The cascade of player problems brought on by revelation of Baltimore Ravens player Ray Rice’s abuse of his then-fiancee has unsettled companies and brands along with the National Football League. The Wall Street Journal reported on September 18, 2014, for example, that Nike has ended endorsement deals with two players while Target Corp. has pulled merchandise. Campbell Soup Co., Procter & Gamble Co., PepsiCo. Inc. and other large advertisers have gone public with distress.
For a brand engaging National Football League stars, the New York Times’ September 13, 2014 report titled “What Database Shows About Player Arrests” is probably an alarming one. According to the Times’ calculations, from January 2000 through September 2014, the league’s 32 teams have averaged 22 players arrested, cited or charged with a crime. Not all arrests led to convictions but each public charge must have unsettled any brand associated with the athlete.
The Times report goes on to assert that one in 40 NFL players is arrested annually.
Is this human failure confined to professional sports?
Of course not.
No matter how impressively well-dressed and presentable high level business executives may appear at the time they take on their responsibilities for company performance and value, they are human beings. If the pressures or weaknesses that cause character flaws in the general population hold, companies run the risk that the great responsibilities are being placed in the hands of men and women capable of sad, highly destructive failure.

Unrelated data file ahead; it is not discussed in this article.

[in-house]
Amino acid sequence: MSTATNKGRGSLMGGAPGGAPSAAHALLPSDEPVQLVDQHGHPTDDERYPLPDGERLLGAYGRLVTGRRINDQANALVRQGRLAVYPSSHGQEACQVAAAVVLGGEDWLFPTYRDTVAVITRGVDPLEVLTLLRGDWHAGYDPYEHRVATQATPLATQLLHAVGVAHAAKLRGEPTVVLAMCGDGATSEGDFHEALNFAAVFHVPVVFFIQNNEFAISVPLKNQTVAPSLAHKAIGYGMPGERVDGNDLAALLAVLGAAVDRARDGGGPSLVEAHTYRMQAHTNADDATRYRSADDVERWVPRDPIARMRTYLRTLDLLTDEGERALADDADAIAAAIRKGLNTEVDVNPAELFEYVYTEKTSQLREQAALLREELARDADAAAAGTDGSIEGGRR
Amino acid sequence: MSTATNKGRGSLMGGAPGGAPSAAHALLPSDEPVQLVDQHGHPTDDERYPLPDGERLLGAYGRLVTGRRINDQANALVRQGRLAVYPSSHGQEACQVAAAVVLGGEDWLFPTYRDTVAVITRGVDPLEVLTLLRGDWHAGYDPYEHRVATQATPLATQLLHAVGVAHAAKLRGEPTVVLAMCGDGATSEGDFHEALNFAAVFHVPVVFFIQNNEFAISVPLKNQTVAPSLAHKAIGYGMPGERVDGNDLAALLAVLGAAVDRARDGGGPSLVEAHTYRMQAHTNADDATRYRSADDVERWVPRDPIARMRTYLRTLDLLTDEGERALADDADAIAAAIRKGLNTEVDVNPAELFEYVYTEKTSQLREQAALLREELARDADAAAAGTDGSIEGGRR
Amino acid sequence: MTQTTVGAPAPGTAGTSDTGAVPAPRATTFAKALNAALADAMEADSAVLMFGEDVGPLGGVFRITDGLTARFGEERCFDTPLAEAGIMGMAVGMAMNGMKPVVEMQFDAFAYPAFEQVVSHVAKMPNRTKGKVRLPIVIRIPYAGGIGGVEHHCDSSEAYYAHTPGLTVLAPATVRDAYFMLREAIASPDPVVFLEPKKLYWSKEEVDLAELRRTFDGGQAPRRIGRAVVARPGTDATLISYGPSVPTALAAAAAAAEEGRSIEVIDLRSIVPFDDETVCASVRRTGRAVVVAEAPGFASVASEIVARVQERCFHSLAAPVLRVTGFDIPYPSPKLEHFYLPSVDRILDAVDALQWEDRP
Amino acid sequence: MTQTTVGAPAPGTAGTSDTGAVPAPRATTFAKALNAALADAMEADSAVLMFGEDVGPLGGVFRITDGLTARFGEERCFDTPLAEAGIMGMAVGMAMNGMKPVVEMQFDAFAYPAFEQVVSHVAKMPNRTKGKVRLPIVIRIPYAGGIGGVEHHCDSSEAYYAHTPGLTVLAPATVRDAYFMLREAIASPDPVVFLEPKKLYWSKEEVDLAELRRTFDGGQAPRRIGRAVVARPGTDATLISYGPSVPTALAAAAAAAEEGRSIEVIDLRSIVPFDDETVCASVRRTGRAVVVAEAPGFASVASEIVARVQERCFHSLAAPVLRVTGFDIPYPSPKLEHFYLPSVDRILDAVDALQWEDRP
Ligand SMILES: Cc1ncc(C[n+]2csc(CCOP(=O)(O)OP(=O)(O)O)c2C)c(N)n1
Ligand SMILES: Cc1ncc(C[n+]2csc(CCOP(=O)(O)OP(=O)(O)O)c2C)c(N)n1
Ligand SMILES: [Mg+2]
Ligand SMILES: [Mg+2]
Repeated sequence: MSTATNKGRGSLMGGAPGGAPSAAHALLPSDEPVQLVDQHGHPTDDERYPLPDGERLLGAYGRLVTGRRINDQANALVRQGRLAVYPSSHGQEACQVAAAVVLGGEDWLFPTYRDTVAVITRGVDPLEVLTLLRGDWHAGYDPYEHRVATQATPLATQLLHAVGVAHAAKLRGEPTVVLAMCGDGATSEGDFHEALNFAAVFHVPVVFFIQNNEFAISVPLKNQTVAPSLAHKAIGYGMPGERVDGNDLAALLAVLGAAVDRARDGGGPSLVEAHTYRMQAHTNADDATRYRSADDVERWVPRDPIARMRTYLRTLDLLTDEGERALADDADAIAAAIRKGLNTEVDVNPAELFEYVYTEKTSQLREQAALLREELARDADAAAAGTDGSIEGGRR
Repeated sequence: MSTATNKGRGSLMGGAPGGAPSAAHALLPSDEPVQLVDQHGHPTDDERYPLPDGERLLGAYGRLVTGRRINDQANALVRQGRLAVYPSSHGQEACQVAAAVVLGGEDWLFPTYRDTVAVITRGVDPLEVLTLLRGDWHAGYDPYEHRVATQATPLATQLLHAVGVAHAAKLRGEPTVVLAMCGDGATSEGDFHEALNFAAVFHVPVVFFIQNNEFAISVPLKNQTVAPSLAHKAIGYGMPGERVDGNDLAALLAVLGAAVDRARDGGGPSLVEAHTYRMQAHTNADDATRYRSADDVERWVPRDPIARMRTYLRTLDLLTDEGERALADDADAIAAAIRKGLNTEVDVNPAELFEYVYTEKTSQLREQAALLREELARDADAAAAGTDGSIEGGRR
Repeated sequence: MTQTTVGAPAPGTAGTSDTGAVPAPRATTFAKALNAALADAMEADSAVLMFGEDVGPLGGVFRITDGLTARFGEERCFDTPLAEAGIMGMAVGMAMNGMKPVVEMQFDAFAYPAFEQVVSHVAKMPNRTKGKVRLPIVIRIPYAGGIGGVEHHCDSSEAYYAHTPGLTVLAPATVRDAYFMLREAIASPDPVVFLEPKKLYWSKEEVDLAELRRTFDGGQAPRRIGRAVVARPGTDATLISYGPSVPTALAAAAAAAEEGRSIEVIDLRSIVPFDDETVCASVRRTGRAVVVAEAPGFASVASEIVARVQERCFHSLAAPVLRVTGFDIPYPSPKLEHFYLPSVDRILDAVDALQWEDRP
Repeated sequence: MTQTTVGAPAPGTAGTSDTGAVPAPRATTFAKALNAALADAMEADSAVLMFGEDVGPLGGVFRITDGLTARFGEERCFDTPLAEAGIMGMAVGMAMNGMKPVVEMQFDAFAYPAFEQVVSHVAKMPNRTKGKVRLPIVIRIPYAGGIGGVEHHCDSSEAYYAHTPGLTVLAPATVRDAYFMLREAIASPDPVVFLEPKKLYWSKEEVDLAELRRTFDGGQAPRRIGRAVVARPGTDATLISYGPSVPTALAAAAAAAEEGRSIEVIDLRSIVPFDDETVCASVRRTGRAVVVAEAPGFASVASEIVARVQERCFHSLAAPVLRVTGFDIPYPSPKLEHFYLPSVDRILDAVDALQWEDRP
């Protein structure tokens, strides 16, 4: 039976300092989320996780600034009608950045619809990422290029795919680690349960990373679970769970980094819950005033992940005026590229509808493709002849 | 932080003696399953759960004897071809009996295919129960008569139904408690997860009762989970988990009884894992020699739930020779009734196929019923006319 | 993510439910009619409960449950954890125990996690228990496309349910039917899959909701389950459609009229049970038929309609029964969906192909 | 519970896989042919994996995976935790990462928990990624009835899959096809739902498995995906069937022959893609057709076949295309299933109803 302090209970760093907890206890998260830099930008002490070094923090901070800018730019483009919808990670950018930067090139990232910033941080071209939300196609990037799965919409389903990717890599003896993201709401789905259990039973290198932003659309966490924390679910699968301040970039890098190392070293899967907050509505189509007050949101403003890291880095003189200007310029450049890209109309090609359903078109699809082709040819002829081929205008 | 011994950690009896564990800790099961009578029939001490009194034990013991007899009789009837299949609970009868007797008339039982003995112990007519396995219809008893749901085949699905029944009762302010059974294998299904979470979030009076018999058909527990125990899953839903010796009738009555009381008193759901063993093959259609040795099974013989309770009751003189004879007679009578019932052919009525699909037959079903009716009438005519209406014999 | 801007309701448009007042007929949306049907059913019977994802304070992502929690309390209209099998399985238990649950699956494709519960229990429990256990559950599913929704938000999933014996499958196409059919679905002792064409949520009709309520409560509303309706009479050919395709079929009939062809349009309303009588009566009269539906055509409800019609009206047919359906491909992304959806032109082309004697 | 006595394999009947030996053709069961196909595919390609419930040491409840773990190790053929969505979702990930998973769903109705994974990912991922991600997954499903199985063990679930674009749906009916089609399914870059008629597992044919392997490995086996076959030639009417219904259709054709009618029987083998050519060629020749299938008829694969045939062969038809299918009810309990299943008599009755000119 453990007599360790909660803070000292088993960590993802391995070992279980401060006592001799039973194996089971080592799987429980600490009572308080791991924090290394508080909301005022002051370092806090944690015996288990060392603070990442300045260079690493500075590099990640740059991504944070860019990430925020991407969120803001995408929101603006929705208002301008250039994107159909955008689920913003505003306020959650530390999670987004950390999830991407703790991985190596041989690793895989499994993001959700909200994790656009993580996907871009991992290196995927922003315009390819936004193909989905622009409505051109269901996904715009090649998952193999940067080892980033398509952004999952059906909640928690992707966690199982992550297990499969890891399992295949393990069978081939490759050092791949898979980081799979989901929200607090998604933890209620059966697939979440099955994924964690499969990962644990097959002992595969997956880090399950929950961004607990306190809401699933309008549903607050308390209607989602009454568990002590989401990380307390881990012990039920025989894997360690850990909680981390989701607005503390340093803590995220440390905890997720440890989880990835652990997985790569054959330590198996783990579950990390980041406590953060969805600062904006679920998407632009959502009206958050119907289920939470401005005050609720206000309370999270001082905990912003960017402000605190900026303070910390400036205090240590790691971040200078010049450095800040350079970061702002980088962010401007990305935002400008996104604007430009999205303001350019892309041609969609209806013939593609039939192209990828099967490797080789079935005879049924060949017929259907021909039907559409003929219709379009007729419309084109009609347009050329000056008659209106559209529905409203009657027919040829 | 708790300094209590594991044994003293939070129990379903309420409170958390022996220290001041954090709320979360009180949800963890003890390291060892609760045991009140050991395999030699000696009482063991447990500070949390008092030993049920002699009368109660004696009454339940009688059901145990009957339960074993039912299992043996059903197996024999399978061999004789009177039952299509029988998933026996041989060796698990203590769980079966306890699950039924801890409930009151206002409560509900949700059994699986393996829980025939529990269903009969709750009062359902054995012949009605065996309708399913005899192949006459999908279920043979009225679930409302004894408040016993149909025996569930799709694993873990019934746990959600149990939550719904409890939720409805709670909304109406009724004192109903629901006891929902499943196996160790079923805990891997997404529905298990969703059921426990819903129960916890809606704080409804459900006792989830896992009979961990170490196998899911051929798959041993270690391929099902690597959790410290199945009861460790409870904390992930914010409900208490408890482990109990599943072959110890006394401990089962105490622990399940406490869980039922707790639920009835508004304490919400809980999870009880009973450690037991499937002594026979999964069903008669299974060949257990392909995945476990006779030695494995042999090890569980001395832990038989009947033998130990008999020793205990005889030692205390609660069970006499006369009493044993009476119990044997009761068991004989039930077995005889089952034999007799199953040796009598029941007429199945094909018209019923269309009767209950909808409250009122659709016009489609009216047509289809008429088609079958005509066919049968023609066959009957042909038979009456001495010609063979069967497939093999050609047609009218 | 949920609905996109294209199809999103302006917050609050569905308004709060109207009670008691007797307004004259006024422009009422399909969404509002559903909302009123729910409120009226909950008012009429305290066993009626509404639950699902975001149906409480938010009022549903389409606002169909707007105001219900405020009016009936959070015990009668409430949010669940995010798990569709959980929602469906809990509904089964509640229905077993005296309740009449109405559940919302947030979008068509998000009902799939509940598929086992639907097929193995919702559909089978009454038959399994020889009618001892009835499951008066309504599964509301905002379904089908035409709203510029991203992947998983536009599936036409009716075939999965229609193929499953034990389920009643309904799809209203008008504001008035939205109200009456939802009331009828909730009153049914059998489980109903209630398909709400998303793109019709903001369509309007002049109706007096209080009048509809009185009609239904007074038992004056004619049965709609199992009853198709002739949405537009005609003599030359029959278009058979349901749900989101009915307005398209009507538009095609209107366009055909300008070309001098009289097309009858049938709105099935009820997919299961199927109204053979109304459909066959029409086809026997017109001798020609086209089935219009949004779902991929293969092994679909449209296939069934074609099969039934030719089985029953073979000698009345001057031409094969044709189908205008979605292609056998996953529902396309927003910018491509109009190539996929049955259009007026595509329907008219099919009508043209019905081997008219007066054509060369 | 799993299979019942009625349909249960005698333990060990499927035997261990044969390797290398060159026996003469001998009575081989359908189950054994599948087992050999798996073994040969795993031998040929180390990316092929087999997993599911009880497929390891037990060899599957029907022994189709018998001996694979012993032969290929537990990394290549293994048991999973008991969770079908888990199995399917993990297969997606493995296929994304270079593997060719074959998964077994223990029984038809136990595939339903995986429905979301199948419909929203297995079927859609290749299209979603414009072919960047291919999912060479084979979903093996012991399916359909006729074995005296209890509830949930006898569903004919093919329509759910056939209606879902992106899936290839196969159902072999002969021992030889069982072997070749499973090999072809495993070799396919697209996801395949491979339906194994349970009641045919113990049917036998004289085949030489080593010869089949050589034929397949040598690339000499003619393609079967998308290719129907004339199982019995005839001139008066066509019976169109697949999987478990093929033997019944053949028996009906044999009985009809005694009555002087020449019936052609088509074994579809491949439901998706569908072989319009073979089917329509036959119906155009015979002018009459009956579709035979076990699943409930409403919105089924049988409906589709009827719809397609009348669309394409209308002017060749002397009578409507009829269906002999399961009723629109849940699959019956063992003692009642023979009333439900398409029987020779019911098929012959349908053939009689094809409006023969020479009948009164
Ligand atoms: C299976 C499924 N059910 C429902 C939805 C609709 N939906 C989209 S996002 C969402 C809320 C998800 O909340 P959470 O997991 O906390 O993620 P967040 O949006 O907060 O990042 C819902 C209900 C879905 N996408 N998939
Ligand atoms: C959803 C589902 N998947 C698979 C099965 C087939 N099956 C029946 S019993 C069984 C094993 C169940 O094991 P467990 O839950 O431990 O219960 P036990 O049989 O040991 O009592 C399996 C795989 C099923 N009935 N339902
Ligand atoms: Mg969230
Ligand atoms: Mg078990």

Most will not succumb. Yet, the numbers of those failing – and perhaps failing suddenly – are notable.
They gamble, they drink heavily, they rely on drugs of many varieties, they steal, violate trusts, become prey to sexual urges. . . and in other ways fail their companies as well as themselves.
What are the chances?
According to the 2013 National Survey on Drug Use and Health, binge drinkers (five drinks consumed) and heavy drinkers (dependent) in the U.S. include more than 44 million people employed full or part-time. The same survey counted 15 million employed users of illicit drugs.
President Abraham Lincoln excused the whiskey consumption of the General Grant who finally had Union troops accomplishing results. But Ulysses S. Grant was rare. So are investors and customers and workforces able to overlook an executive’s flaws. (Posted September 25, 2014)